A recommended action to address these financial regrets include breaking down large goals into smaller, easier ones can help put individuals on a path to success. A “save-first” mindset instead of “spend-first” is also suggested. In addition, consider opening an online savings account with higher returns, and set up direct deposits for regular saving.

For additional information on financial regrets, click here.

Teaching Suggestions

  • Have students conduct online research to determine various financial regrets of people in different age categories and life situations.
  • Have students conduct an interview with a person about actions that might be taken to avoid financial regrets.

Discussion Questions 

  1. What factors might create situations that result in a financial regret?
  2. Describe possible financial regrets and corrective actions a person might take.

Where to Keep Your Emergency Fund

While having an emergency fund is vital, putting this money in a low-yield checking account is not recommended. A certificate of deposit (CD) also may not be appropriate since your funds may be locked-up when the money is needed. For safe storage of your funds along with quick access and a better return, consider these alternatives:

  • High-yield savings account. These financial products are offered by banks to attract new savers. These accounts have high liquidity and are covered by federal deposit insurance; although, interest earned is taxable. Most high-yield savings accounts are available through online banks. Also be aware of fees, minimum balances, or a required minimum length of investment.
  • Money market fund. Usually offered by investment companies, these financial products are similar to high-yield savings accounts but do not have federal deposit insurance. However, they are protected by Securities Investor Protection Corporation (SIPC) insurance, usually covering amounts up to $1 million for investors.
  • Treasury bills and bonds. These debt instruments of the U.S. Treasury have a maturity ranging from 90 days to 30 years. While considered very safe, an investor may lose money if sold before it matures.
  • Ultra-short term bonds. For a higher yield with a bit more risk, consider ultra-short term bond exchange-traded funds (bond ETFs).  These funds invest in corporate bonds, which are not guaranteed.  However, it is possible to find funds that invest only in highly-rated bonds.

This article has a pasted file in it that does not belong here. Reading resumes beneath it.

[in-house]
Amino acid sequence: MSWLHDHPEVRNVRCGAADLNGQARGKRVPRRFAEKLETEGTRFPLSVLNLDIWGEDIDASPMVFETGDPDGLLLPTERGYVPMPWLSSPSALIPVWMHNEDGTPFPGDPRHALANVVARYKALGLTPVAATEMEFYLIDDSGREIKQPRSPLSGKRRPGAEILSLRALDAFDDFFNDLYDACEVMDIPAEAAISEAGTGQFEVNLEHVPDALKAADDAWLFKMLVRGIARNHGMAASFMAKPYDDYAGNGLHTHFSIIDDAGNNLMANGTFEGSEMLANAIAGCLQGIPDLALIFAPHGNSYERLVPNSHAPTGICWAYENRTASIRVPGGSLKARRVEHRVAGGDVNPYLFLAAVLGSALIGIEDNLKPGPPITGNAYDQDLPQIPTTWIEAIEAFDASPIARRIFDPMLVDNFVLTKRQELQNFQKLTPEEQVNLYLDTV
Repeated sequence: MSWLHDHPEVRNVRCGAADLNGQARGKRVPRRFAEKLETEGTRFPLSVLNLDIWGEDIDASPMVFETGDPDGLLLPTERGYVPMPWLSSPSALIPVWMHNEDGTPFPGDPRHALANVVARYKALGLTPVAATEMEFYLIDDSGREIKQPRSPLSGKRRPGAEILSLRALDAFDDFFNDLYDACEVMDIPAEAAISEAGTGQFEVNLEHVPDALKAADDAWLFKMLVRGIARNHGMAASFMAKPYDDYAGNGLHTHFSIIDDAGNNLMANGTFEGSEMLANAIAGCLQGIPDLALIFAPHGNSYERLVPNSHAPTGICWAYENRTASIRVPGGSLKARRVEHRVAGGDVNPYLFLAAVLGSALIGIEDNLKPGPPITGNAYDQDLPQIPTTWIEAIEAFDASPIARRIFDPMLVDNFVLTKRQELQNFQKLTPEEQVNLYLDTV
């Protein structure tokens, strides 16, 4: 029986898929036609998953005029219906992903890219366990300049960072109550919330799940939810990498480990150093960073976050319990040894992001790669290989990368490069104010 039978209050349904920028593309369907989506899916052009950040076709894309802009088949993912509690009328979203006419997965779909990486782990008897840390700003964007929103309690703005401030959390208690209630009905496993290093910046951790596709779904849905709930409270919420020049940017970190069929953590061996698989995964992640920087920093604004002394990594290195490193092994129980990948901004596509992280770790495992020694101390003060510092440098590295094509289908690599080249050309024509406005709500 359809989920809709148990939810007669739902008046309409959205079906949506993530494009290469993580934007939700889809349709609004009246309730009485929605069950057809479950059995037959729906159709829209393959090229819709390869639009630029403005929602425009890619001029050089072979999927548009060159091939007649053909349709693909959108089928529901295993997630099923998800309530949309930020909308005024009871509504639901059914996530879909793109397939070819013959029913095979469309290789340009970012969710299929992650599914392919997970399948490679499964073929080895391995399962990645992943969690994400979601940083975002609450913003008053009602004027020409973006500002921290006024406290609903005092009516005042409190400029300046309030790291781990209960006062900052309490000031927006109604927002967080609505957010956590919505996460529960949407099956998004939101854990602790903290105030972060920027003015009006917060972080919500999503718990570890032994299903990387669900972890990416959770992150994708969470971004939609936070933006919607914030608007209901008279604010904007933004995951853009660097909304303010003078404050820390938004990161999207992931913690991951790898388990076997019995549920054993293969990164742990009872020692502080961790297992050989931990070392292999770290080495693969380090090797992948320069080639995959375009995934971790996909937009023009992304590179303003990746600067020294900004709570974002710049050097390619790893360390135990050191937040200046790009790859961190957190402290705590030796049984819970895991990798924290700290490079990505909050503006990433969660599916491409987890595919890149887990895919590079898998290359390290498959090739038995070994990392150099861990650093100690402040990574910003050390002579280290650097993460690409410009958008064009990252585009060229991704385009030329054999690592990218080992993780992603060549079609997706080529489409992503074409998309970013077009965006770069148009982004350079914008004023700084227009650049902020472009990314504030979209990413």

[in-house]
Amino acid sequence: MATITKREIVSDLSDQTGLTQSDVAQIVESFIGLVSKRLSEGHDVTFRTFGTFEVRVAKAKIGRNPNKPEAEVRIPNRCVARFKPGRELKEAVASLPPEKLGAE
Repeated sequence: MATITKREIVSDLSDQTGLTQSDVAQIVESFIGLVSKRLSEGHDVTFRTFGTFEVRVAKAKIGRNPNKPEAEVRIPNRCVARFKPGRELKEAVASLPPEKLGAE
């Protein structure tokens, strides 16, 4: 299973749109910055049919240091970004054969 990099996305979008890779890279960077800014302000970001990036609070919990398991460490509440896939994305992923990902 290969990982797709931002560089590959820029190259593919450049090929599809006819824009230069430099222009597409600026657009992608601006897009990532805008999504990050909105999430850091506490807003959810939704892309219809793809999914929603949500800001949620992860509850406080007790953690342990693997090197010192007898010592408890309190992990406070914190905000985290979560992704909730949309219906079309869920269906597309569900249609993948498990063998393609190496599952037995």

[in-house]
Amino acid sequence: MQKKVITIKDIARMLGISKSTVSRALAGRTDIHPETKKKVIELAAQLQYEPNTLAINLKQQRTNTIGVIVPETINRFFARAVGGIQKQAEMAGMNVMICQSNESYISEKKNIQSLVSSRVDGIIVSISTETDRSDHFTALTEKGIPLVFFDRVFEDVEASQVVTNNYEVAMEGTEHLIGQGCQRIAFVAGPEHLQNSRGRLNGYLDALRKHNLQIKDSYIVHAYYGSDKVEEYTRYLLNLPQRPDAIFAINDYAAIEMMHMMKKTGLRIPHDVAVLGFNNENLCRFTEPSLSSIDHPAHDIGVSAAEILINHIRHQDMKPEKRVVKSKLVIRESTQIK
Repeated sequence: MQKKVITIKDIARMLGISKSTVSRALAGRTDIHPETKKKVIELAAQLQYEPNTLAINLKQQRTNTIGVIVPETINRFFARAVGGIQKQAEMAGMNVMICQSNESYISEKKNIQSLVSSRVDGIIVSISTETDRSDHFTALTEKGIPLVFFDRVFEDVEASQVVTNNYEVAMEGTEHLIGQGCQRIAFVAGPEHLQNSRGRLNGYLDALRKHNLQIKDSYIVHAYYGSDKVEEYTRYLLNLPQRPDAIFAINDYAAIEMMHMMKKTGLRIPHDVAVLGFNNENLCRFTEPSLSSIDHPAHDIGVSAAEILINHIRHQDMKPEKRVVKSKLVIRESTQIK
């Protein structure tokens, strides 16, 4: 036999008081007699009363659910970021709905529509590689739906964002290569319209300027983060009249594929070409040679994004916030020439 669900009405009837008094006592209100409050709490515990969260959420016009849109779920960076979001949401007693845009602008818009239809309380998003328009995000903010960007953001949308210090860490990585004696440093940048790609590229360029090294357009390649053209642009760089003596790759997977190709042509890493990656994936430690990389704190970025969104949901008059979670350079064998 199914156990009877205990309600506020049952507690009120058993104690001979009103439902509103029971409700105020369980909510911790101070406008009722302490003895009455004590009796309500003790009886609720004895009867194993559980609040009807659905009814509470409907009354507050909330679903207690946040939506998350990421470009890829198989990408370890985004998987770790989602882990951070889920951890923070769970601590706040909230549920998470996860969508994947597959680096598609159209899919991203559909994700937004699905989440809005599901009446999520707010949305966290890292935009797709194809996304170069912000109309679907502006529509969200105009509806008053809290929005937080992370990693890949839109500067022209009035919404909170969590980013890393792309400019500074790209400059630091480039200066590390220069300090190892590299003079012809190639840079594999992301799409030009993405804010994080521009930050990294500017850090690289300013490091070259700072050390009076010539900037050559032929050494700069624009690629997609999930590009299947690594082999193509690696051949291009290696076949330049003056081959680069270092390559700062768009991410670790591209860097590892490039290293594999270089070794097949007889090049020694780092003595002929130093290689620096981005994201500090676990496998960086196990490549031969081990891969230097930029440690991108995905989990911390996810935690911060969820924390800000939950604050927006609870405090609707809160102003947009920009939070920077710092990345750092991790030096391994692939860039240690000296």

In each situation, be sure to consider the tax implications of earnings from these savings and investment products.

For additional information on emergency funds, click here.

Teaching Suggestions

  • Have students create a list of unexpected situations that might require accessing money from a person’s emergency fund.
  • Have students talk to others to determine where they keep money for emergencies.

Discussion Questions 

  1. What factors might a person consider when selecting a savings instrument for storing money for emergencies?
  2. Describe actions a person might take to have more funds available for an emergency fund?

 

Bank Accounts Everyone Should Have

While a savings account and a checking account provide the foundation for managing finances, several other accounts should be considered.  Since all most people don’t put all their financial documents in one drawer, all your money shouldn’t be in one account. The various recommended accounts include:

  • Emergency savings for funds when you face financial difficulties that cannot be resolved in others ways. An amount equal to 6 to 12 months of living expenses is often recommended.  Consider storing these funds in an “out of sight, out of mind” location, such as with an online bank account.
  • Regular savings for short-term needs, such as home repairs, vacation, auto maintenance, or new furniture. Be sure to have a goal and plan for these funds.
  • Household checking account for paying current bills. All income is deposited in this account with automatic transfers for regular bills and amounts to various savings accounts. Extra funds in this account can go to the regular savings fund.
  • Spouse checking accounts to pay expenses for which each person has responsibility as well as work-related costs.
  • Health savings account (HSA) for tax-free payments of medical-related expenses. HSAs are especially of value with high-deductible insurance plans.